It is essential to abide by all posted parking signs in both Kyle and Lee Canyons. Illegally parked vehicles may be fined and towed. In areas where roadside parking is permitted, ensure all tires are to the right of the white line to keep the lane clear for emergency vehicles. For more detailed information on where parking is restricted, please visit: https://bit.ly/SMNRASnowSeasonMap, which is in both English and Spanish.

In case of a roadway emergency, dial *NHP (*647) or 911 to report a severe accident. Since cell phone service is limited, public phones are located on Lee Canyon Road across from Lee Meadows, Old Mill Picnic Area, and Foxtail Snow Play Area. Local 702 and 911 calls from these phones are free.

When traveling to Mt. Charleston, start with a full tank of gas because gas stations are not available on the mountain. Always carry with you: tire chains, tow strap, cell phone, flashlight, ice scraper, jumper cable, snow shovel, blankets/sleeping bags, first aid kit, compass, maps, a bag of sand/kitty litter for traction, spare batteries, non-perishable foods, and water.

Visitors must wear appropriate clothing for their planned activities and avoid trespassing on private property or closed areas. Sledding is not recommended in areas with less than 12 inches of snow. Trash should be carried home or placed in dumpsters or trashcans. Owners should keep pets on a leash and clean up their waste.

The Lee Canyon Ski Resort is the largest winter activity area on the mountain and offers skiing and other winter activities for daily and annual fees. Information about the ski resort, facility availability, and parking information is available at: https://www.leecanyonlv.com or by calling 702-385-2754. Due to limited cell service, Ski Resort visitors are reminded to have their pass or online reservation receipts printed or downloaded on their phones to show law enforcement officers who are monitoring traffic.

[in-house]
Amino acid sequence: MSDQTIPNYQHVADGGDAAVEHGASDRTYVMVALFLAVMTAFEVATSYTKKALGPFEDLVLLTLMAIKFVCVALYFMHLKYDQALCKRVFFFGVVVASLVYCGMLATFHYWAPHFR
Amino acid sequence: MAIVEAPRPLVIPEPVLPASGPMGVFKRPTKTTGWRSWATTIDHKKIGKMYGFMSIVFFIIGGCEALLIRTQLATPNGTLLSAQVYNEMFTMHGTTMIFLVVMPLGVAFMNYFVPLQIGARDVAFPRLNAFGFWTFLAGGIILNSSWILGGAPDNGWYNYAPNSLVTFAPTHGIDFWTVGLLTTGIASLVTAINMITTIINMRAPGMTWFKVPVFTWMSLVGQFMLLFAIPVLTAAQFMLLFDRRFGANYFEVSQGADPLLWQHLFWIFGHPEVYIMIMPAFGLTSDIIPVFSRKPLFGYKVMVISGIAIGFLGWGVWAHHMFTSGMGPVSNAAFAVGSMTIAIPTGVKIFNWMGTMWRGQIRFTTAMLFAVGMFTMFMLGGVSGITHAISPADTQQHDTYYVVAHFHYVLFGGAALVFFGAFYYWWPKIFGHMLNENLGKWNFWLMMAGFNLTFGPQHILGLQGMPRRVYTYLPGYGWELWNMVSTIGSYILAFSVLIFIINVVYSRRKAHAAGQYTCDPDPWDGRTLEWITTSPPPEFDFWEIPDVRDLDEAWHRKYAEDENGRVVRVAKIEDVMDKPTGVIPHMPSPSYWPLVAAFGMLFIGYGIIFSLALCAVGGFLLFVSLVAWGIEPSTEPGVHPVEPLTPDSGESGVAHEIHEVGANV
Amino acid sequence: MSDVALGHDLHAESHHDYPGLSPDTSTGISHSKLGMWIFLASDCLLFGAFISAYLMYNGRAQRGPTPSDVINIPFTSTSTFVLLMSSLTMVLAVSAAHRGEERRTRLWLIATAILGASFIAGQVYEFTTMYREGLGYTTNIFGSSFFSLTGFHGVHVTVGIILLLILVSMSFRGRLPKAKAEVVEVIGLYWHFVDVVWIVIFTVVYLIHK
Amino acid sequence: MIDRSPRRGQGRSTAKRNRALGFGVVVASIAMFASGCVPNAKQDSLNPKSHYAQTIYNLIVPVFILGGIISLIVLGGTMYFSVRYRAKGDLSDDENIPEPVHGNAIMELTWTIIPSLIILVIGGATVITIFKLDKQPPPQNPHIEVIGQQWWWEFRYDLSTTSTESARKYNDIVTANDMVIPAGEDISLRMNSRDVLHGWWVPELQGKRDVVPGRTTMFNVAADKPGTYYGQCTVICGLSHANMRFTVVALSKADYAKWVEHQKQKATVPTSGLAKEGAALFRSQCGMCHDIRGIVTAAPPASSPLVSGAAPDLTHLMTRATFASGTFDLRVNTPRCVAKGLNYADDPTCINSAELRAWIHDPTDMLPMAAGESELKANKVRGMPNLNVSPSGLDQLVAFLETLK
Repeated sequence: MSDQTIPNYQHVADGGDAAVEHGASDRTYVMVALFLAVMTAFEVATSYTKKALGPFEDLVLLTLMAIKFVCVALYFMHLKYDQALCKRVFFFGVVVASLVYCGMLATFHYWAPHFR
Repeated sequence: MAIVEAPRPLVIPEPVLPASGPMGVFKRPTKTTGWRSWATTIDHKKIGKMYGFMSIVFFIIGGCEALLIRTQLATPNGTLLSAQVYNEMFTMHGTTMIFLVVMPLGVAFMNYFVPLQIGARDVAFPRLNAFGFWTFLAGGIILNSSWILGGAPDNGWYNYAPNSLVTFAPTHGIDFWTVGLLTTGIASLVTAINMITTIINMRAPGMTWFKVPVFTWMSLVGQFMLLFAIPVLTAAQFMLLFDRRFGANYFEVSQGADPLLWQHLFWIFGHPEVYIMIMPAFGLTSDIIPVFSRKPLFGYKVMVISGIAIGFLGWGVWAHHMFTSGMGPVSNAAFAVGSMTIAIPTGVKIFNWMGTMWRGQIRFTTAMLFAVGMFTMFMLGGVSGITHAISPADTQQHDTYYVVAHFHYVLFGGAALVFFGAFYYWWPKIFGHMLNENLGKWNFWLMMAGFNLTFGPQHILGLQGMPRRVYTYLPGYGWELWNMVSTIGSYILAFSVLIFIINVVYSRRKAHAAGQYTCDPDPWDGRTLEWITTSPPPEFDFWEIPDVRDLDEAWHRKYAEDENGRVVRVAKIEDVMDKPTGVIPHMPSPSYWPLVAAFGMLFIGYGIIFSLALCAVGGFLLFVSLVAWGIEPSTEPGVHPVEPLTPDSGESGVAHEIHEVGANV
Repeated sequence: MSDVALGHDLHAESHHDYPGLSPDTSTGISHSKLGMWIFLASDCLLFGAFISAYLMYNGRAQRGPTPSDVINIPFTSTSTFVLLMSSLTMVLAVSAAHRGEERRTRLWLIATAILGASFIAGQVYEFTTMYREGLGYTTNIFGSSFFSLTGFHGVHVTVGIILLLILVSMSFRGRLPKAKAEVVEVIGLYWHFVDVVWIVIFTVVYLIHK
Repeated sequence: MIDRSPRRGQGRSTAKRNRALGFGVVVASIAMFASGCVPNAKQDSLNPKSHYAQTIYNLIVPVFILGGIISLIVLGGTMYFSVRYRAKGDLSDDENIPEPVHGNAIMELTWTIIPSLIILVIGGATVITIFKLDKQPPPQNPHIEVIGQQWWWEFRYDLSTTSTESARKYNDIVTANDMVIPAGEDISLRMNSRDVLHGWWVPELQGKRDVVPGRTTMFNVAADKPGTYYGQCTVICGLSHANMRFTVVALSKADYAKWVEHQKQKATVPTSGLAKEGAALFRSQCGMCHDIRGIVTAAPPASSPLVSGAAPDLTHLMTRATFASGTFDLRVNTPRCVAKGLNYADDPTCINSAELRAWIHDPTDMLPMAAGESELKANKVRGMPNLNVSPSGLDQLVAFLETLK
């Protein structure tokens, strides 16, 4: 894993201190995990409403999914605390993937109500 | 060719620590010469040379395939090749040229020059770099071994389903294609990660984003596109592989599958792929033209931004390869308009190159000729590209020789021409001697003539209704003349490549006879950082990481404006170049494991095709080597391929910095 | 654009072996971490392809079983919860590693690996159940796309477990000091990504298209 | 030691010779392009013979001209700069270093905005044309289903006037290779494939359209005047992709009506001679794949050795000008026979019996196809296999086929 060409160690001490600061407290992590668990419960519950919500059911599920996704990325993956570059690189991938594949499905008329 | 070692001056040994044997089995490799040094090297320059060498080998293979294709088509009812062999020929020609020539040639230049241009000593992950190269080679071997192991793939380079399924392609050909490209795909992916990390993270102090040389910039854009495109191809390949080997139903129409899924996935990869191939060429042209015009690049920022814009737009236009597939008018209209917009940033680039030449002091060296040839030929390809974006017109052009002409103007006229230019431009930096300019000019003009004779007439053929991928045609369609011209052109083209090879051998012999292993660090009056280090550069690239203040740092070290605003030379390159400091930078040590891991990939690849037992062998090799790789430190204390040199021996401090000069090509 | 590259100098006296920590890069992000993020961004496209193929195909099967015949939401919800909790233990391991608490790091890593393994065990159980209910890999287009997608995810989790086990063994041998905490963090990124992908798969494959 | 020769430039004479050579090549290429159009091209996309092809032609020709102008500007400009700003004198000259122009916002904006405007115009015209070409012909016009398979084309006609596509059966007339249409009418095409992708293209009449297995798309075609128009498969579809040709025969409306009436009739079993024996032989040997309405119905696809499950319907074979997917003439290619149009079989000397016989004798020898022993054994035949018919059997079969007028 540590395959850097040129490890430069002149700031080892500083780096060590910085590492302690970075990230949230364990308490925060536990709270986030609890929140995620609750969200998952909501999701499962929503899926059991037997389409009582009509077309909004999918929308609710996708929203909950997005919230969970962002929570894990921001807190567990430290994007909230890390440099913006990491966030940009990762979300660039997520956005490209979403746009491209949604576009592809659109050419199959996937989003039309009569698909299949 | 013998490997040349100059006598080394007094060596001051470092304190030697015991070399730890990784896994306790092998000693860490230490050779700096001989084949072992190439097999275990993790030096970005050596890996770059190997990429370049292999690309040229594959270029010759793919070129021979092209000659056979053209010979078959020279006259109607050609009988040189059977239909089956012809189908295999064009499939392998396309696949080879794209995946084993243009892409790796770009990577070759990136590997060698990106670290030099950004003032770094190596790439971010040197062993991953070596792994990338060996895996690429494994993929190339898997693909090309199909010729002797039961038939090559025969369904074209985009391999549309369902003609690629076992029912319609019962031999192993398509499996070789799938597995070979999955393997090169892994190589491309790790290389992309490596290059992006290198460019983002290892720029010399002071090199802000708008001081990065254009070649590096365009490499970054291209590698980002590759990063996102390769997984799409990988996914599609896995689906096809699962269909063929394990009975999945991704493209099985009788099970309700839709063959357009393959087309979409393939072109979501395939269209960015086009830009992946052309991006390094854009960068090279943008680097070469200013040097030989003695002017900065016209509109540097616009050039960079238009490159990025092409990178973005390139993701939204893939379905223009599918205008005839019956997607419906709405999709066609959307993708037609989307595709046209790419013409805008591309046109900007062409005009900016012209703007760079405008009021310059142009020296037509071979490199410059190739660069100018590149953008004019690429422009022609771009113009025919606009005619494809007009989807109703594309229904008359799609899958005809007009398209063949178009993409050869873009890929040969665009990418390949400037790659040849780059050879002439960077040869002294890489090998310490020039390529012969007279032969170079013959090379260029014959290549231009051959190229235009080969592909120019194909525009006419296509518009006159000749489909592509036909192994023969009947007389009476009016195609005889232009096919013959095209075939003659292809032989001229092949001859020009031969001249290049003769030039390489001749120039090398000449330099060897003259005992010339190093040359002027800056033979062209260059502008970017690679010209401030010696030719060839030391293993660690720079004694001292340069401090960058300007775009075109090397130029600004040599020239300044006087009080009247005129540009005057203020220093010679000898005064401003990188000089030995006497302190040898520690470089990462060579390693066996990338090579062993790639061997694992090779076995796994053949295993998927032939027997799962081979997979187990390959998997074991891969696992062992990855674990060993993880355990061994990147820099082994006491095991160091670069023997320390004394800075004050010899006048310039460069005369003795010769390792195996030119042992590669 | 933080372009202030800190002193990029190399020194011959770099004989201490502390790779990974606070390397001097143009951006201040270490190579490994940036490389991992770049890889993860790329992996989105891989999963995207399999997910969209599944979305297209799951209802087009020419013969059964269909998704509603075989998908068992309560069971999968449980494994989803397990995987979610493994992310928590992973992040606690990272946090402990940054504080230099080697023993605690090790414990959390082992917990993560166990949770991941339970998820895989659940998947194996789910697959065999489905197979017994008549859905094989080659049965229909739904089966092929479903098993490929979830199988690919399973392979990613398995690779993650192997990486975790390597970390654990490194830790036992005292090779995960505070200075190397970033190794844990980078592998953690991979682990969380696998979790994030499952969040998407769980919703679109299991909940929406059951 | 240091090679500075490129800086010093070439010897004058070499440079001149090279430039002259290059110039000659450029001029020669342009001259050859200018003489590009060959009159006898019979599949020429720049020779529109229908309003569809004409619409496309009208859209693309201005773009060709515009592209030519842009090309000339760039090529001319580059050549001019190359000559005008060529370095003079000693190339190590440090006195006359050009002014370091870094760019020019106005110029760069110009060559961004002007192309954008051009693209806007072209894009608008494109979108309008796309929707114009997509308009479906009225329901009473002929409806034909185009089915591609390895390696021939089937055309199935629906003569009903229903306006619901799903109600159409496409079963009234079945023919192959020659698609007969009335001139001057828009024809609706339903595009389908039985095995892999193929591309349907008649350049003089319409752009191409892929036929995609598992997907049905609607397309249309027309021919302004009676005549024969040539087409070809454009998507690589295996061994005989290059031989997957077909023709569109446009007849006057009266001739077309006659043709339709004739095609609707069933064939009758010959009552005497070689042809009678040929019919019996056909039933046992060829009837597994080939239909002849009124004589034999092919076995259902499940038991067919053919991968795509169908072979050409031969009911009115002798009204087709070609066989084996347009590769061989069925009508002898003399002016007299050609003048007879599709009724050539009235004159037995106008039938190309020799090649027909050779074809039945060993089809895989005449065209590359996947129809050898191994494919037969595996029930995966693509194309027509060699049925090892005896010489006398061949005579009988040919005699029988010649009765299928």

During the winter months, the Lee Canyon Ski Resort manages the McWilliams Campground, Old Mill Picnic Area, Sawmill Trailhead, and Foxtail Snow Play Area in Lee Canyon. The Old Mill Picnic Area is generally open on weekends and holidays. When there is at least 12 inches of snow, the Foxtail area is also open on weekends and holidays. It is best to check the resort website for details.

The Spring Mountains Visitor Gateway facilities and parking area at 2525 Kyle Canyon Road are open from 9 a.m. to 4 p.m. daily. The facility may be closed during inclement weather events. Public restroom facilities are available in Kyle Canyon at the Cliff Rose Trailhead across the traffic circle from the visitor gateway and in Lee Canyon at Sawmill Picnic Area.

The Mt. Charleston Winter Alliance promotes public safety during the winter months when Kyle Canyon and Lee Canyon see large spikes in visitation. Agency partners include Clark County, Las Vegas Metropolitan Police Department (Metro), Lee Canyon Ski Resort, Mount Charleston Fire Protection District, Mt. Charleston Lodge, National Weather Service, Nevada Department of Transportation (NDOT), Nevada Highway Patrol (NHP), U.S. Forest Service, and the Southern Nevada Conservancy.